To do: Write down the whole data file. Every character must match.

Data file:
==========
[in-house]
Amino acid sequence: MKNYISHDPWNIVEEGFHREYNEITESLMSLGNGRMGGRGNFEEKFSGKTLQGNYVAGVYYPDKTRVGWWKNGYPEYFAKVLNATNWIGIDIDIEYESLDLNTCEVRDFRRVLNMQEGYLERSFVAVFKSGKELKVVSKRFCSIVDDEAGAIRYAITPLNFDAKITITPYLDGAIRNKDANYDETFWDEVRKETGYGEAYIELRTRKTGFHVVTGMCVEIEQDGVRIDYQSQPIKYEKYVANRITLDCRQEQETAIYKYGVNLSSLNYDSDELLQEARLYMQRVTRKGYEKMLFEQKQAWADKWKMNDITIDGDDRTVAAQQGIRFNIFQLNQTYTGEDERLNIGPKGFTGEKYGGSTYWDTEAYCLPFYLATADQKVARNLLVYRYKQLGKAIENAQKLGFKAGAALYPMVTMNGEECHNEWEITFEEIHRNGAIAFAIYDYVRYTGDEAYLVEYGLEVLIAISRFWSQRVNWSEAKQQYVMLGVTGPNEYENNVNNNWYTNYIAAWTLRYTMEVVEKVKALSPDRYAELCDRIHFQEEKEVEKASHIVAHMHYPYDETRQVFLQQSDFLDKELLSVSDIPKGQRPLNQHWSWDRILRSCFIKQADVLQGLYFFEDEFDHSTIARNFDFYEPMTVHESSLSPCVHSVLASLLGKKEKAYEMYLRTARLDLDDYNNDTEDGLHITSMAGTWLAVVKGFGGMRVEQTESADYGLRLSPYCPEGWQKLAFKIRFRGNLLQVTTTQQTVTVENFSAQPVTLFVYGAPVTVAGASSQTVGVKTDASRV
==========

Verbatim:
[in-house]
Amino acid sequence: MKNYISHDPWNIVEEGFHREYNEITESLMSLGNGRMGGRGNFEEKFSGKTLQGNYVAGVYYPDKTRVGWWKNGYPEYFAKVLNATNWIGIDIDIEYESLDLNTCEVRDFRRVLNMQEGYLERSFVAVFKSGKELKVVSKRFCSIVDDEAGAIRYAITPLNFDAKITITPYLDGAIRNKDANYDETFWDEVRKETGYGEAYIELRTRKTGFHVVTGMCVEIEQDGVRIDYQSQPIKYEKYVANRITLDCRQEQETAIYKYGVNLSSLNYDSDELLQEARLYMQRVTRKGYEKMLFEQKQAWADKWKMNDITIDGDDRTVAAQQGIRFNIFQLNQTYTGEDERLNIGPKGFTGEKYGGSTYWDTEAYCLPFYLATADQKVARNLLVYRYKQLGKAIENAQKLGFKAGAALYPMVTMNGEECHNEWEITFEEIHRNGAIAFAIYDYVRYTGDEAYLVEYGLEVLIAISRFWSQRVNWSEAKQQYVMLGVTGPNEYENNVNNNWYTNYIAAWTLRYTMEVVEKVKALSPDRYAELCDRIHFQEEKEVEKASHIVAHMHYPYDETRQVFLQQSDFLDKELLSVSDIPKGQRPLNQHWSWDRILRSCFIKQADVLQGLYFFEDEFDHSTIARNFDFYEPMTVHESSLSPCVHSVLASLLGKKEKAYEMYLRTARLDLDDYNNDTEDGLHITSMAGTWLAVVKGFGGMRVEQTESADYGLRLSPYCPEGWQKLAFKIRFRGNLLQVTTTQQTVTVENFSAQPVTLFVYGAPVTVAGASSQTVGVKTDASRV